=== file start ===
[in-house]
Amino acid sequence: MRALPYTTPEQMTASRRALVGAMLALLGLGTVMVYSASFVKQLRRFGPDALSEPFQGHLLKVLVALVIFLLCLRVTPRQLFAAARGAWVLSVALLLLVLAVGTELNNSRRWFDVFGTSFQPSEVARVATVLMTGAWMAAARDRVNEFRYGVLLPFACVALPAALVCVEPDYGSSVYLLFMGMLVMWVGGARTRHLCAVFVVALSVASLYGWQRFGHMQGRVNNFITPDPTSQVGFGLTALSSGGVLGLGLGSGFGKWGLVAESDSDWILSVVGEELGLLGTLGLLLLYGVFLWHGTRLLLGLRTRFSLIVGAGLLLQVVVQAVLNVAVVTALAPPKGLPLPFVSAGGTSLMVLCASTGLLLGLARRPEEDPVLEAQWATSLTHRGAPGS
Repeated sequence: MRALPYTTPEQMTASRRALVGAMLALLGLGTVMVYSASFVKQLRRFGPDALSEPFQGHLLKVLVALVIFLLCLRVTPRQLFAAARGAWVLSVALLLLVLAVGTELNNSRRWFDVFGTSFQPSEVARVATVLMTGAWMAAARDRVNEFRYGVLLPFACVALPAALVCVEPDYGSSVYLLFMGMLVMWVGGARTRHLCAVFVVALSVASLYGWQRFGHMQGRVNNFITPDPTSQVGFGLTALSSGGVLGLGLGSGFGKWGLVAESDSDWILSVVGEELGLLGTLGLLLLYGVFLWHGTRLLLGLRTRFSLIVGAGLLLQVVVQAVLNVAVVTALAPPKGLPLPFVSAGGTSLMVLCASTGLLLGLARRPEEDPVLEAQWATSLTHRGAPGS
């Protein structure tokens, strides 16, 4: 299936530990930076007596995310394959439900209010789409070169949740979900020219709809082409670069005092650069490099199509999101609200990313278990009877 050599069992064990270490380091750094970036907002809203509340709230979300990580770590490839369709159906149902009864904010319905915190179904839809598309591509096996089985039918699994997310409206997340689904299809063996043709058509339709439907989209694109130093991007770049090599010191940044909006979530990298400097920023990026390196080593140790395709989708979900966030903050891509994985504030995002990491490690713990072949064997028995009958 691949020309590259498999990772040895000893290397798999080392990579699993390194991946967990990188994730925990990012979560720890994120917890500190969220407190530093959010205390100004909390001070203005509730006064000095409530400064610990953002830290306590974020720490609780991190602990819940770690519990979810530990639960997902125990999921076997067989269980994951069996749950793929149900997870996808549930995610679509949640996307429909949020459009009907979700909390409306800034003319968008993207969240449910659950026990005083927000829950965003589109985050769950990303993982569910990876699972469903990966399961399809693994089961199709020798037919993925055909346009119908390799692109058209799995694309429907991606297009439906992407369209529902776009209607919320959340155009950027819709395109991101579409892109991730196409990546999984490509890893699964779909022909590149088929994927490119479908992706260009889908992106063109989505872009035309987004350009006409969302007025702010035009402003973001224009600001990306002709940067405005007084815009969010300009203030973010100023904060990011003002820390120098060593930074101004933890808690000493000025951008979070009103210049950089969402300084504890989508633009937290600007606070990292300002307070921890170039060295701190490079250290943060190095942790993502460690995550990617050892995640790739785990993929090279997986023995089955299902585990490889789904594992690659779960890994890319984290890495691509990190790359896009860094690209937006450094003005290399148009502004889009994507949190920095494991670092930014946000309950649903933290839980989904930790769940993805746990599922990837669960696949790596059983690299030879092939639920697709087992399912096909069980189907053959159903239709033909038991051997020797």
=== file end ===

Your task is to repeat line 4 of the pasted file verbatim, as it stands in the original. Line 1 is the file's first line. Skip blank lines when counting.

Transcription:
């Protein structure tokens, strides 16, 4: 299936530990930076007596995310394959439900209010789409070169949740979900020219709809082409670069005092650069490099199509999101609200990313278990009877 050599069992064990270490380091750094970036907002809203509340709230979300990580770590490839369709159906149902009864904010319905915190179904839809598309591509096996089985039918699994997310409206997340689904299809063996043709058509339709439907989209694109130093991007770049090599010191940044909006979530990298400097920023990026390196080593140790395709989708979900966030903050891509994985504030995002990491490690713990072949064997028995009958 691949020309590259498999990772040895000893290397798999080392990579699993390194991946967990990188994730925990990012979560720890994120917890500190969220407190530093959010205390100004909390001070203005509730006064000095409530400064610990953002830290306590974020720490609780991190602990819940770690519990979810530990639960997902125990999921076997067989269980994951069996749950793929149900997870996808549930995610679509949640996307429909949020459009009907979700909390409306800034003319968008993207969240449910659950026990005083927000829950965003589109985050769950990303993982569910990876699972469903990966399961399809693994089961199709020798037919993925055909346009119908390799692109058209799995694309429907991606297009439906992407369209529902776009209607919320959340155009950027819709395109991101579409892109991730196409990546999984490509890893699964779909022909590149088929994927490119479908992706260009889908992106063109989505872009035309987004350009006409969302007025702010035009402003973001224009600001990306002709940067405005007084815009969010300009203030973010100023904060990011003002820390120098060593930074101004933890808690000493000025951008979070009103210049950089969402300084504890989508633009937290600007606070990292300002307070921890170039060295701190490079250290943060190095942790993502460690995550990617050892995640790739785990993929090279997986023995089955299902585990490889789904594992690659779960890994890319984290890495691509990190790359896009860094690209937006450094003005290399148009502004889009994507949190920095494991670092930014946000309950649903933290839980989904930790769940993805746990599922990837669960696949790596059983690299030879092939639920697709087992399912096909069980189907053959159903239709033909038991051997020797």